Fear of Israel War With Iran Grows Amid Heightened Nuke Concerns

(Image Credit: © ABEDIN TAHERKENAAREH/epa/Corbis)

Iran's supreme leader raised the stakes today defiantly vowing that if Israel attacks Iran's nuclear program, American interests would suffer as well.

Some American officials believe Israel may be planning to strike Iranian nuclear targets sometime this spring. U.S. Defense Secretary Leon Panetta did not dispute a Washington Post story Thursday reporting his belief that Israel could attack as early as April, May or June. The story for the first time publicly pinned a specific timeframe to what has been an ongoing concern for the U.S. national security team.

Iranian leader Ayatollah Ali Khamenei told Iranians today that if his country is attacked, it would be "ten times worse for interests of the United States" than it would be for Iran.

In a fiery sermon, the defiant leader told Iranians that the country would not hesitate to retaliate if its nuclear facilities are attacked. He gave much of the speech in Arabic - even though Iranians don't speak Arabic - in a clear signal to leaders of the Arab world that Iran would not hold back and that those countries would be held accountable if such an attack by Israel took place.

"Threatening Iran and attacking Iran will harm America," Khamenei said. "Sanctions will not have any impact on our determination to continue our nuclear course … In response to threats of oil embargo and war, we have our own threats to impose at the right time."

Israeli facilities in North America - and around the world - are on high alert, according to an internal security document obtained by ABC News that predicted the threat from Iran against Jewish targets will increase.

Amid a threat of retaliation from Iran, Panetta today said that the United States is "prepared to respond if we have to," but behind the scenes, the United States has urged Israel not to attack. U.S. leaders still feel that international sanctions against Iran will pressure them to back down from their nuclear program and will be more beneficial in the long term.

But Israelis feel that Iran is developing nuclear arsenal at such a rapid pace that Israel will soon run out of time if they don't act now.

"For the Israelis, time is running out sooner because their military capabilities are more limited. So over the next six months the odds are pretty good that if they are not convinced they will take action," said Matthew Kroenig, a fellow at the Council on Foreign Relations and an assistant professor of government at Georgetown University. "Israel is calculating that in the next six months their window of opportunity for a strike will close. So it's now or never."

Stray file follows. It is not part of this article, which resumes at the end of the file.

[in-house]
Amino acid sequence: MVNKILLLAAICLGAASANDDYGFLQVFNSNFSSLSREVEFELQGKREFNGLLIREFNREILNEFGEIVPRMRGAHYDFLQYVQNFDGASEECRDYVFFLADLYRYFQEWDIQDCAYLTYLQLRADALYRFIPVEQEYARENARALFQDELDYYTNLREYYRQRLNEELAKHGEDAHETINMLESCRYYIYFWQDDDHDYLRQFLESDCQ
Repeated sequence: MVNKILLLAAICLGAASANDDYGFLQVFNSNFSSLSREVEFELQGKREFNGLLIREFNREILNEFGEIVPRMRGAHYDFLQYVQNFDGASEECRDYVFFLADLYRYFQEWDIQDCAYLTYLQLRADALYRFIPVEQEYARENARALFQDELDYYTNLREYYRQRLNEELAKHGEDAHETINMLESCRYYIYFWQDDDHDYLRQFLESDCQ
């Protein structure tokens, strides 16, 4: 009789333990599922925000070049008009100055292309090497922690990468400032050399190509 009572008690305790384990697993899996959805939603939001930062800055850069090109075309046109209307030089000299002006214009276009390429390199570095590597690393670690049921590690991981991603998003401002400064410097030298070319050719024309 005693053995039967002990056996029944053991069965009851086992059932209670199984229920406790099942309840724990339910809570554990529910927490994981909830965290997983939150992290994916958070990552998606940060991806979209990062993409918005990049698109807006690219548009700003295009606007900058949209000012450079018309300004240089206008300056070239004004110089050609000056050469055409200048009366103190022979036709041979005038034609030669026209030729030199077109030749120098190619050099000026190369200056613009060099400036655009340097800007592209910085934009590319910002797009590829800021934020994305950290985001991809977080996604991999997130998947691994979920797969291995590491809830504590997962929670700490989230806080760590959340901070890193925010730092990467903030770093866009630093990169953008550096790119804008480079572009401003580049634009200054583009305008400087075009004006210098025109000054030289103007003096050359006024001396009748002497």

In December, Panetta warned of the devastating consequences for the United States if such an attack is carried out.  Fresh out of Iraq and embroiled in an expensive war in Afghanistan in a weak economy, there is little appetite for another costly foreign engagement.

"The indication is that at best it [an Israeli strike] might postpone it maybe one, possibly two years," Panetta said, referring to Iran's eventual development of a nuclear device. "Frankly, some of those targets are very difficult to get at."

Panetta also warned of "unintended consequences" of such an attack.

"Ultimately it would have a backlash and the regime that is weak now, a regime that is isolated would suddenly be able to reestablish itself, suddenly be able to get support in the region, and suddenly instead of being isolated would get the greater support in a region that right now views it as a pariah," he said.

"Thirdly, the United States would obviously be blamed and we could possibly be the target of retaliation from Iran, striking our ships, striking our military bases. Fourthly there are economic consequences to that attack, severe economic consequences that could impact a very fragile economy in Europe and a fragile economy here in the United States.

"And lastly I think that the consequence could be that we would have an escalation that would take place that would not only involve many lives, but I think could consume the Middle East in a confrontation and a conflict that we would regret," Panetta said.

President Obama sent a letter last month to Khamenei via Iran's United Nations ambassador, which Iran says both threatened against shutting down the Strait of Hormuz and also invited Tehran to hold talks.

Khamenei said today that Iran's response to Obama's letter will be made public soon.

Another war, even if it's started by a U.S. ally, would present both an international and domestic challenge to Obama, who is up for reelection in November.

Experts say the country will likely unite behind Israel if it were to make a move, but the monetary cost and the threats to U.S. facilities would be grave.

Obama has already been assailed by some Republican candidates for not taking a more aggressive approach towards Iran.

"This is, of course, President Obama's greatest failing, from a foreign policy standpoint, which is he recognized the gravest threat that America and the world faced as - and faced was a nuclear Iran and he did not do what was necessary to get Iran to be dissuaded from their nuclear folly," Republican front-runner Mitt Romney said in November.

The former Massachusetts governor has said he would support military action "if all else fails."

"It is unacceptable for Iran to have a nuclear weapon. We will not allow Iran to have a nuclear weapon," he said.

Former House speaker Newt Gingrich supports "a maximum covert operation to block and disrupt the Iranian nuclear program" and "breaking the regime and bringing it down," but agreed with Romney that he would also support military action if needed.

Rep. Ron Paul is the only one among the four remaining GOP candidates who oppose such an engagement.